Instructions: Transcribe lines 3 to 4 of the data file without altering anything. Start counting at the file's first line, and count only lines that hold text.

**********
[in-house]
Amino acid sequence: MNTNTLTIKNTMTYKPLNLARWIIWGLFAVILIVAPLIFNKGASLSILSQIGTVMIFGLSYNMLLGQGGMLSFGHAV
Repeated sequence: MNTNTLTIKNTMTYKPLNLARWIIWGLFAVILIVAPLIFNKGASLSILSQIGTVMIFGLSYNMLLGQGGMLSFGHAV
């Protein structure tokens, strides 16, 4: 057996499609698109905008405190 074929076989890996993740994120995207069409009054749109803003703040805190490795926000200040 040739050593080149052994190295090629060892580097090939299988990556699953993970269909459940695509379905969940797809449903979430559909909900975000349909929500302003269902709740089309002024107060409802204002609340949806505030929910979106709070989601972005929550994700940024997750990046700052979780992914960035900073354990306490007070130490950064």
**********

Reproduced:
Repeated sequence: MNTNTLTIKNTMTYKPLNLARWIIWGLFAVILIVAPLIFNKGASLSILSQIGTVMIFGLSYNMLLGQGGMLSFGHAV
């Protein structure tokens, strides 16, 4: 057996499609698109905008405190 074929076989890996993740994120995207069409009054749109803003703040805190490795926000200040 040739050593080149052994190295090629060892580097090939299988990556699953993970269909459940695509379905969940797809449903979430559909909900975000349909929500302003269902709740089309002024107060409802204002609340949806505030929910979106709070989601972005929550994700940024997750990046700052979780992914960035900073354990306490007070130490950064």